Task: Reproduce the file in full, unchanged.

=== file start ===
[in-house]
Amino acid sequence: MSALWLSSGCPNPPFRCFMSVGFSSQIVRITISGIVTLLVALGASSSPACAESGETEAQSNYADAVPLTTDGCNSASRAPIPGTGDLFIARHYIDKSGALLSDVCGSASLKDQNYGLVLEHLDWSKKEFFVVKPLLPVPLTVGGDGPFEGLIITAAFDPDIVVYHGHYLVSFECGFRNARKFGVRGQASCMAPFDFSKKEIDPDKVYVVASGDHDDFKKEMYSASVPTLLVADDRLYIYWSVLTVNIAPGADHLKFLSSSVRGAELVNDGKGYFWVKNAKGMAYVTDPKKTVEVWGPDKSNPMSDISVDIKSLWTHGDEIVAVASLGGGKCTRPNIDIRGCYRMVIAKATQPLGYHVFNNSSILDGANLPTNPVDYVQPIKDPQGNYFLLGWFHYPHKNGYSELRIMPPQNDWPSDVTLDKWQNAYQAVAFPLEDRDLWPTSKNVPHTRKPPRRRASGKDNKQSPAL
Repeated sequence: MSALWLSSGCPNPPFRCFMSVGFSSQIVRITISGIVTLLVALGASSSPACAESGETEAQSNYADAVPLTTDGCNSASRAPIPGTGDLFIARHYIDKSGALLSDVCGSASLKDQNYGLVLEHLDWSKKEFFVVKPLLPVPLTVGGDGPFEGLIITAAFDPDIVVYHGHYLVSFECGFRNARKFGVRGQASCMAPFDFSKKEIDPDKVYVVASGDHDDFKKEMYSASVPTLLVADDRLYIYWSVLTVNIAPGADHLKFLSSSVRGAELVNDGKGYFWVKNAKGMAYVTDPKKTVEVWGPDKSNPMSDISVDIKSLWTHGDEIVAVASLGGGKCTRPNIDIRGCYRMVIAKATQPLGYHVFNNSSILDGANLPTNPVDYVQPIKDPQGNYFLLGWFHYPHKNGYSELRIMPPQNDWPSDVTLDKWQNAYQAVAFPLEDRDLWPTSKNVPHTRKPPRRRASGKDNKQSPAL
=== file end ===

[in-house]
Amino acid sequence: MSALWLSSGCPNPPFRCFMSVGFSSQIVRITISGIVTLLVALGASSSPACAESGETEAQSNYADAVPLTTDGCNSASRAPIPGTGDLFIARHYIDKSGALLSDVCGSASLKDQNYGLVLEHLDWSKKEFFVVKPLLPVPLTVGGDGPFEGLIITAAFDPDIVVYHGHYLVSFECGFRNARKFGVRGQASCMAPFDFSKKEIDPDKVYVVASGDHDDFKKEMYSASVPTLLVADDRLYIYWSVLTVNIAPGADHLKFLSSSVRGAELVNDGKGYFWVKNAKGMAYVTDPKKTVEVWGPDKSNPMSDISVDIKSLWTHGDEIVAVASLGGGKCTRPNIDIRGCYRMVIAKATQPLGYHVFNNSSILDGANLPTNPVDYVQPIKDPQGNYFLLGWFHYPHKNGYSELRIMPPQNDWPSDVTLDKWQNAYQAVAFPLEDRDLWPTSKNVPHTRKPPRRRASGKDNKQSPAL
Repeated sequence: MSALWLSSGCPNPPFRCFMSVGFSSQIVRITISGIVTLLVALGASSSPACAESGETEAQSNYADAVPLTTDGCNSASRAPIPGTGDLFIARHYIDKSGALLSDVCGSASLKDQNYGLVLEHLDWSKKEFFVVKPLLPVPLTVGGDGPFEGLIITAAFDPDIVVYHGHYLVSFECGFRNARKFGVRGQASCMAPFDFSKKEIDPDKVYVVASGDHDDFKKEMYSASVPTLLVADDRLYIYWSVLTVNIAPGADHLKFLSSSVRGAELVNDGKGYFWVKNAKGMAYVTDPKKTVEVWGPDKSNPMSDISVDIKSLWTHGDEIVAVASLGGGKCTRPNIDIRGCYRMVIAKATQPLGYHVFNNSSILDGANLPTNPVDYVQPIKDPQGNYFLLGWFHYPHKNGYSELRIMPPQNDWPSDVTLDKWQNAYQAVAFPLEDRDLWPTSKNVPHTRKPPRRRASGKDNKQSPAL